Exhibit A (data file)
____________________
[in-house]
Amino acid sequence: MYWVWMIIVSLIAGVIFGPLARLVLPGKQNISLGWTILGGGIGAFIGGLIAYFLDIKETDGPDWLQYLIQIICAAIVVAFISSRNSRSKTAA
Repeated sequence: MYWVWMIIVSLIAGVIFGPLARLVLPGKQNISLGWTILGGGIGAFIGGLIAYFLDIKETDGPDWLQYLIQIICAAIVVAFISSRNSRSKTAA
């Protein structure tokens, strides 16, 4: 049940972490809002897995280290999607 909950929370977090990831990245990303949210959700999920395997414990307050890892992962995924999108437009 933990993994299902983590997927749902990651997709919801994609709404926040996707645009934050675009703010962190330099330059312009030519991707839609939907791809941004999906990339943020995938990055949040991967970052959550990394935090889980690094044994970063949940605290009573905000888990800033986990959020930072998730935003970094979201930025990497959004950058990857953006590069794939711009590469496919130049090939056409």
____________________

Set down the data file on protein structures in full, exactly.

[in-house]
Amino acid sequence: MYWVWMIIVSLIAGVIFGPLARLVLPGKQNISLGWTILGGGIGAFIGGLIAYFLDIKETDGPDWLQYLIQIICAAIVVAFISSRNSRSKTAA
Repeated sequence: MYWVWMIIVSLIAGVIFGPLARLVLPGKQNISLGWTILGGGIGAFIGGLIAYFLDIKETDGPDWLQYLIQIICAAIVVAFISSRNSRSKTAA
């Protein structure tokens, strides 16, 4: 049940972490809002897995280290999607 909950929370977090990831990245990303949210959700999920395997414990307050890892992962995924999108437009 933990993994299902983590997927749902990651997709919801994609709404926040996707645009934050675009703010962190330099330059312009030519991707839609939907791809941004999906990339943020995938990055949040991967970052959550990394935090889980690094044994970063949940605290009573905000888990800033986990959020930072998730935003970094979201930025990497959004950058990857953006590069794939711009590469496919130049090939056409």